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How Does Trading Crypto Compare to Other Markets?

In this article, we briefly compare crypto trading with established global markets such as – stocks, also known as equities, and fiat currencies, better known as foreign exchange or forex.

Before we dig into how trading crypto compares to trading stocks and forex, we must first cover crypto trading platforms. As with forex, large institutions trading in crypto have access to sophisticated crypto execution venues like over the counter (OTC) desks and market makers. These venues are out of reach for most retail customers. The two most accessible options for individual traders and investors are cryptocurrency exchanges and brokers.

Centralized crypto exchanges are not under the same regulatory structure as the Nasdaq. Instead, they are loosely regulated platforms that facilitate execution custody and other various services. Exchanges can provide sufficient trading volume to customers – but generally, source from a limited amount of liquidity providers. For this reason, there can be a disparity in the token prices quoted across crypto exchanges.

Crypto brokers, like TradeStation Crypto, more closely compare to online stock trading platforms – providing self-directed customers with end-to-end execution. Unlike exchanges, crypto brokers operate across the market to source and consolidate liquidity into a single data feed, thus providing an aggregated source of liquidity for customers.

How is Crypto Trading Similar to Stock Trading?

  • Many of the same trade order types used in stock trading, such as market and limit orders, are also available with crypto brokers and exchanges. In terms of trade execution, cryptocurrencies and stocks are similar.
  • Most crypto platforms, whether an exchange or broker, charge fees in three ways: a flat commission per trade, a marked up spread, or a percentage fee based on the trading volume of the account.
  • As with stocks, going all-in on one token or coin can create significant risk. Like many investments into different assets, a diversified portfolio can reduce concentration risk.

How Is Crypto Trading Different from Stock Trading?

  • Stocks of publicly traded companies are typically regulated by the Securities and Exchange Commission (SEC) while most cryptocurrencies and tokens are not at this time.
  • Crypto traders can take advantage of round the clock trading while equities are generally open only on weekdays at certain times.
  • From an ownership perspective, stocks and cryptocurrencies differ drastically. With a stock, you purchase ownership in a company which is represented by a security certificate managed by a centralized entity. With a digital asset, each asset has unique specifications. For example, owning Bitcoin (BTC) is ownership in a network that is represented as a bearer instrument that can be self-custodied.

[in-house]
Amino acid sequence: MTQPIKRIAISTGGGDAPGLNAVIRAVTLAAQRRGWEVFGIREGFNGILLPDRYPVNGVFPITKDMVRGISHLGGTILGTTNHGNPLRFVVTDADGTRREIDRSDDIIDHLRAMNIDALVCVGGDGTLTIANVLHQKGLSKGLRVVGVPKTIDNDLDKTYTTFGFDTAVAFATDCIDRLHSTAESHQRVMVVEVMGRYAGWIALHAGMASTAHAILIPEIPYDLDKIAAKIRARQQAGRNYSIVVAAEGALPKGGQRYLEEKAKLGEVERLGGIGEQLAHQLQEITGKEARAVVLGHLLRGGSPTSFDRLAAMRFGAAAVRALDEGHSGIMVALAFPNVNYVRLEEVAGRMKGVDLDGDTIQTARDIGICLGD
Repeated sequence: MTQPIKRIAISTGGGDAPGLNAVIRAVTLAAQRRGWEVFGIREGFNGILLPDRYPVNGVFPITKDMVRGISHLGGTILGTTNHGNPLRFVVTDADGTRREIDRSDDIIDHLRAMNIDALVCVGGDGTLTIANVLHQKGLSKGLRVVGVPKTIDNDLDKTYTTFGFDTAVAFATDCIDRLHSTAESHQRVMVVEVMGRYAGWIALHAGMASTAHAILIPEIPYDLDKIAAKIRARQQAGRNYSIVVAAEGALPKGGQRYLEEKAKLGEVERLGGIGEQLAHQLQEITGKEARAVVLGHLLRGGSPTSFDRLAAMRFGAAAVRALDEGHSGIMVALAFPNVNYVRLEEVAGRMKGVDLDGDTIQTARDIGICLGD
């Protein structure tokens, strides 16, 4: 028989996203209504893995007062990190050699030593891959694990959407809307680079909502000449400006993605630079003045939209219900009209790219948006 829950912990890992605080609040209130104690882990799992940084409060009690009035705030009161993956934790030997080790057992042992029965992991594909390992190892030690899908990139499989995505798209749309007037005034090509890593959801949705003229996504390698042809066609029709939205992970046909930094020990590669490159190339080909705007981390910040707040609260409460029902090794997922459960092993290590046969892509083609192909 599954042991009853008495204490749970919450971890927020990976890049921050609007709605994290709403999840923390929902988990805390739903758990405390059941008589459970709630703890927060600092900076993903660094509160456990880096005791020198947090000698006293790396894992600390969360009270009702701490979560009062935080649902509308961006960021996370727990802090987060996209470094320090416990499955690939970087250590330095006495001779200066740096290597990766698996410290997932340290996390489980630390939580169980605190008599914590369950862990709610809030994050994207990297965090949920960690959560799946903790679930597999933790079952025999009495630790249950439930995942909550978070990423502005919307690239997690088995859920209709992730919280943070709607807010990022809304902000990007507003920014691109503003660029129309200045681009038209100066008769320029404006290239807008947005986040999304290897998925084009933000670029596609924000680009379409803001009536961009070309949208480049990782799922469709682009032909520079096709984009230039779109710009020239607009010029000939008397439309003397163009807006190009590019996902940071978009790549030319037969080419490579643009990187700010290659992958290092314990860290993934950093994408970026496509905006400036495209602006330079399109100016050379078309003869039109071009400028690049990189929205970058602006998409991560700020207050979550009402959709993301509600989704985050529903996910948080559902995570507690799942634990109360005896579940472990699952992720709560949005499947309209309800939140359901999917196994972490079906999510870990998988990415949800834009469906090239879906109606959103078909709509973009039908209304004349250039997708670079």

How Is Crypto Trading Similar to Foreign Exchange?

  • Like the cryptocurrency markets, forex is a decentralized global market comprised of banks that control the market, with access points through venues and platforms which provide customers with the opportunity to trade 24 hours per day 5.5 day’s/week.
  • Both cryptocurrencies and forex markets fluctuate based on the supply and demand equilibrium inherent in most markets. More buying pressure than selling pressure equates to higher prices and vice versa. Traders in both markets can also trade pairs such as Bitcoin/Ethereum BTC/ETH or U.S Dollar/Euro USD/EUR.

How Does Crypto Differ from Forex?

  • The forex market is the world’s largest and most liquid market and trades primarily OTC. Crypto is less liquid and trades across industry exchanges and OTC. Due to its unmatched liquidity, it is more difficult for a FX trade to influence or move the market. This is not the case with crypto, where large traders, called whales, often impact the trading price of popular crypto tokens. With that said, cryptocurrency markets continue to grow more and more liquid as some large institutions look to add it to their portfolios.
  • Fiat currencies move up and down in trading price on well-known economic indicators. Examples include how much of a commodity (like oil or corn) an individual country produces. Cryptocurrencies are driven by network effects, with adoption and platform usage as a few indicators that are used.
  • Fiat currencies have inflation measures that are all independent based on the countries policies, which provides the differential and price fluctuations between the currencies. Similar to cryptocurrencies, they all have a varying issuance schedule with some having a limited supply like Bitcoin, which has a limit of 21 million tokens. This creates vastly different market and trading dynamics, regarding supply and demand.

Three Key Takeaways:

  • Crypto traders and investors typically execute on either a crypto exchange or with a crypto broker.
  • Traders can enter and exit trades similar to the way they do with equities.
  • Similar to forex, cryptocurrencies have varying supply schedule available and some have a finite supply.

See also

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